Video at the source link.

by Barry Davis / KENS 5
Posted on May 15, 2013 at 7:44 PM

Linda Vickers says she knew the problem was getting worse the day 10 immigrants walked within 30 feet of her young daughters who were picking flowers on their ranch south of Falfurrias.

Now there are other men and women walking and driving around on her ranch and 50,000 other area ranches.

The Texas Border Volunteers was born out of the Minuteman Project seven years ago. Vickers and her husband, Dr. Mike Vickers, formed the group as a way to help Border Patrol catch those sneaking around the border checkpoint -- just a couple of miles from their home.

Now any routine watch by the Texas Border Volunteers may mean 20 to 35 men and women keeping a close eye out for people trying to sneak through.

During a 10-day watch in March, TBV reported more than 240 immigrants to Border Patrol. Out of that number, 186 were apprehended.

KENS 5 wanted to find out who these men and women were and what drives them to want to do this. They allowed Barry Davis to go along on two patrols.

The first was in the middle of the day, and was really more of a tour of the land they would be watching that night. But shortly into that tour we ran across fresh tracks from at least three different groups of people, one of which had anywhere from 10 to 20 people.

It had rained just a couple of hours before that daylight tour, making it easy to see the fresh tracks in the sandy soil.

Mike Sims, of San Antonio, belongs to the group. He said as they patrol the huge ranches, on their four-wheelers, they are constantly looking down for tracks and across the horizon.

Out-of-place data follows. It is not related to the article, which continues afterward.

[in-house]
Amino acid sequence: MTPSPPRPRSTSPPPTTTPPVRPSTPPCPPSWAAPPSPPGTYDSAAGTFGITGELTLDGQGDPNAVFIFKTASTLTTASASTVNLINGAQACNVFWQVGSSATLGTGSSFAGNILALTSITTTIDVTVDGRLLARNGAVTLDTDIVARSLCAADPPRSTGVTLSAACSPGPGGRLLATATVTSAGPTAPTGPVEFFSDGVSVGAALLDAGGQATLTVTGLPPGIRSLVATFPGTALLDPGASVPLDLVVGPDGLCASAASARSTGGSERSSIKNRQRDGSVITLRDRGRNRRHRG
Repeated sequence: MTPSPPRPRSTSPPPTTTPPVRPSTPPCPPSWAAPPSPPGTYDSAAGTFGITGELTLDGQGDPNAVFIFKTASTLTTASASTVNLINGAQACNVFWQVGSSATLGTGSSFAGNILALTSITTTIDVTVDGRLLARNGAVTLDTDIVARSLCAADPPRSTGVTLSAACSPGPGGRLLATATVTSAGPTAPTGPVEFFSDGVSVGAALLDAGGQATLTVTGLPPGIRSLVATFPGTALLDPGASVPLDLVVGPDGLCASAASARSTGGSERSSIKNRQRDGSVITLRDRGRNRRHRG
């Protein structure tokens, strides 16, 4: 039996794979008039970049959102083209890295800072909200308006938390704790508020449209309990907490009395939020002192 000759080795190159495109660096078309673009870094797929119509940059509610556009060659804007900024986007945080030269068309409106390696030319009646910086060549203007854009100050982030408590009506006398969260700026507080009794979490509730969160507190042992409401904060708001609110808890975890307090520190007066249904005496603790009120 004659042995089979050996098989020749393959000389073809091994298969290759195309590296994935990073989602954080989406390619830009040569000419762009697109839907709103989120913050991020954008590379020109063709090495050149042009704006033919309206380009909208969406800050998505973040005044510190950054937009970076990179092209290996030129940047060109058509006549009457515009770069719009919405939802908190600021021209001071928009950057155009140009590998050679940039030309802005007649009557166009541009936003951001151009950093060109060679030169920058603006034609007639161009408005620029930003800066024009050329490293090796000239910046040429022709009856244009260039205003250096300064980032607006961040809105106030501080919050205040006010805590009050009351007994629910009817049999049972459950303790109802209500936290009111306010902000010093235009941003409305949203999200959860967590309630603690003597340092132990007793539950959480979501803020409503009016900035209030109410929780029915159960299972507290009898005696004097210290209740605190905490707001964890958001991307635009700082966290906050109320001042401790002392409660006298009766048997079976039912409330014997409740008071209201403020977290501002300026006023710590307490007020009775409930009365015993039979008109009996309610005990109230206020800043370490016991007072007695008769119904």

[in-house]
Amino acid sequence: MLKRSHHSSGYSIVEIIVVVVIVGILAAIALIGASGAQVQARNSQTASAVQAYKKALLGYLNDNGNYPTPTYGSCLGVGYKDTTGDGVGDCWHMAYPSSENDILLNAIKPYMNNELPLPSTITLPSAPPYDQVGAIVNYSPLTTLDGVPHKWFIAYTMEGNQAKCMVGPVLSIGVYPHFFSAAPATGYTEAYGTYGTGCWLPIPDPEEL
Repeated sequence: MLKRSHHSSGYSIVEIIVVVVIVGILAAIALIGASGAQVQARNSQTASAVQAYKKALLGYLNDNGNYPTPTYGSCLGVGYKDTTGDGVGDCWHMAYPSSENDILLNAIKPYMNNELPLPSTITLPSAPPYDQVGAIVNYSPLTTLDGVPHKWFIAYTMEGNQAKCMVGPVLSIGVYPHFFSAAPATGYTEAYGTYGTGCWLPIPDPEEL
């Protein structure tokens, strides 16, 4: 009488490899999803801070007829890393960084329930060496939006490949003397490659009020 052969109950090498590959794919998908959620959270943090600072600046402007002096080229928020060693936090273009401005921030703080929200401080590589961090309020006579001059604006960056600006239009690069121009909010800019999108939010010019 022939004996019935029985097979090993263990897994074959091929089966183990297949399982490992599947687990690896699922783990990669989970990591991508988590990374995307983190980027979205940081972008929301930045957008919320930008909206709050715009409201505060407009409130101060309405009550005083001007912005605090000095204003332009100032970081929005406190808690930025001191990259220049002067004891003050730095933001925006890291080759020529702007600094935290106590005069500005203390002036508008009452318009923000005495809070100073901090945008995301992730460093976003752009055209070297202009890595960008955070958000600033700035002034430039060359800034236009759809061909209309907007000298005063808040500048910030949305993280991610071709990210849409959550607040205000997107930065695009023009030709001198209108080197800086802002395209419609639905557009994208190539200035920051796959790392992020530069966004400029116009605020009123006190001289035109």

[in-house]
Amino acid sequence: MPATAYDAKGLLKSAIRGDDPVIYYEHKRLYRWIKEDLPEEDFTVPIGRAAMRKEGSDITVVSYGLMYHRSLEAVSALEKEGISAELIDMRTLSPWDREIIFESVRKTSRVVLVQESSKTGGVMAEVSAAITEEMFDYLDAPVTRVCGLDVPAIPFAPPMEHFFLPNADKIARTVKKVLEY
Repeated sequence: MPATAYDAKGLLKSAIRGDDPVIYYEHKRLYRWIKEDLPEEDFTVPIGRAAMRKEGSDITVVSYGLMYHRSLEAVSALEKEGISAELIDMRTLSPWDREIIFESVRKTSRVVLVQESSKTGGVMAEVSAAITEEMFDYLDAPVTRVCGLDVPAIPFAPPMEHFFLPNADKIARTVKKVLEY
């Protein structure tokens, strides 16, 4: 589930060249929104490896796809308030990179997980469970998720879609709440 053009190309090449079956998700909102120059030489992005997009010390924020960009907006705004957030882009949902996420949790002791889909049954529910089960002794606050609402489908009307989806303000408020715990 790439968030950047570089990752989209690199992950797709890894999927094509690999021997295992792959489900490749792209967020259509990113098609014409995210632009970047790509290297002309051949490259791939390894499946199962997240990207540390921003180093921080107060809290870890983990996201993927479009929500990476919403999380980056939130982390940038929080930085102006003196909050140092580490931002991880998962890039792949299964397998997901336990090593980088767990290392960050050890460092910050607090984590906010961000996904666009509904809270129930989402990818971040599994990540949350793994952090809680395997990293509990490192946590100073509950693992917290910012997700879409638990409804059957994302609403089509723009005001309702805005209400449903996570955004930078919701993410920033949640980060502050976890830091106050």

The day patrol didn't report any immigrants, so the TBV mustered for a night patrol. Each team is sent out, mostly in pairs, armed with night vision scopes and infrared cameras. The equipment is the same stuff U.S. military troops use. Most of it has been bought with funds volunteers and supporters donated to the cause. The same for some four-wheelers and side-by-side vehicles.

It was eerily quiet as they sat in the darkness, except for the occasional night bird singing or insects buzzing. It was cool and misting, which caused some difficulties with the equipment's abilities to see clearly. But it didn't really matter; no one was spotted.

The TBV called it quits around midnight and vowed to be back out there the next night. In fact, TBV went out the next two nights and reported 86 immigrants to Border Patrol.

They said they will continue their watches until there is no more need to do so.